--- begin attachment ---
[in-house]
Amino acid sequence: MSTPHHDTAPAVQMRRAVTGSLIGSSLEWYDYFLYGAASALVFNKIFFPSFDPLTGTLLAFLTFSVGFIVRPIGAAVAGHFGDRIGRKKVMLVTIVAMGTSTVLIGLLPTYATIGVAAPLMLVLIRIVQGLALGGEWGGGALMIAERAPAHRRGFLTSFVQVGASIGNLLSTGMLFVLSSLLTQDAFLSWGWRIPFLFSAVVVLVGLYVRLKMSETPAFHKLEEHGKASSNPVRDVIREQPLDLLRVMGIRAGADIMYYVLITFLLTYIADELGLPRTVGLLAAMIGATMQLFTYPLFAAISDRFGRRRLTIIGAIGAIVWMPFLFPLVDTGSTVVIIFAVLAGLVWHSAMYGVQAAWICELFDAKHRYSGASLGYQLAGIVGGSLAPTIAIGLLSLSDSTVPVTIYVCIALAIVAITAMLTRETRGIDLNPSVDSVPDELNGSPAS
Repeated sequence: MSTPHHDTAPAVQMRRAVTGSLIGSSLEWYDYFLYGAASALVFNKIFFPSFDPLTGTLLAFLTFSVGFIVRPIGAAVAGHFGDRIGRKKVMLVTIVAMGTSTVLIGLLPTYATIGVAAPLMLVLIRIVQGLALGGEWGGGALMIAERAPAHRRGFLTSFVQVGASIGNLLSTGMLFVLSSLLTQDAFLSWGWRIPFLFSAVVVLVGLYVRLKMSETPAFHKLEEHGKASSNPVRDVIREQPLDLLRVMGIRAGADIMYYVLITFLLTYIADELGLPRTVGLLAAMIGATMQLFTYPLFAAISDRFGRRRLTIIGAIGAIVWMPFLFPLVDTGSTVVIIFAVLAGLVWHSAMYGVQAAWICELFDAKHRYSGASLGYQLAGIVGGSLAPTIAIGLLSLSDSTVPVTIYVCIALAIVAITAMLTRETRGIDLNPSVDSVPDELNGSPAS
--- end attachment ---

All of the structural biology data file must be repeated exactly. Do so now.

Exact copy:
[in-house]
Amino acid sequence: MSTPHHDTAPAVQMRRAVTGSLIGSSLEWYDYFLYGAASALVFNKIFFPSFDPLTGTLLAFLTFSVGFIVRPIGAAVAGHFGDRIGRKKVMLVTIVAMGTSTVLIGLLPTYATIGVAAPLMLVLIRIVQGLALGGEWGGGALMIAERAPAHRRGFLTSFVQVGASIGNLLSTGMLFVLSSLLTQDAFLSWGWRIPFLFSAVVVLVGLYVRLKMSETPAFHKLEEHGKASSNPVRDVIREQPLDLLRVMGIRAGADIMYYVLITFLLTYIADELGLPRTVGLLAAMIGATMQLFTYPLFAAISDRFGRRRLTIIGAIGAIVWMPFLFPLVDTGSTVVIIFAVLAGLVWHSAMYGVQAAWICELFDAKHRYSGASLGYQLAGIVGGSLAPTIAIGLLSLSDSTVPVTIYVCIALAIVAITAMLTRETRGIDLNPSVDSVPDELNGSPAS
Repeated sequence: MSTPHHDTAPAVQMRRAVTGSLIGSSLEWYDYFLYGAASALVFNKIFFPSFDPLTGTLLAFLTFSVGFIVRPIGAAVAGHFGDRIGRKKVMLVTIVAMGTSTVLIGLLPTYATIGVAAPLMLVLIRIVQGLALGGEWGGGALMIAERAPAHRRGFLTSFVQVGASIGNLLSTGMLFVLSSLLTQDAFLSWGWRIPFLFSAVVVLVGLYVRLKMSETPAFHKLEEHGKASSNPVRDVIREQPLDLLRVMGIRAGADIMYYVLITFLLTYIADELGLPRTVGLLAAMIGATMQLFTYPLFAAISDRFGRRRLTIIGAIGAIVWMPFLFPLVDTGSTVVIIFAVLAGLVWHSAMYGVQAAWICELFDAKHRYSGASLGYQLAGIVGGSLAPTIAIGLLSLSDSTVPVTIYVCIALAIVAITAMLTRETRGIDLNPSVDSVPDELNGSPAS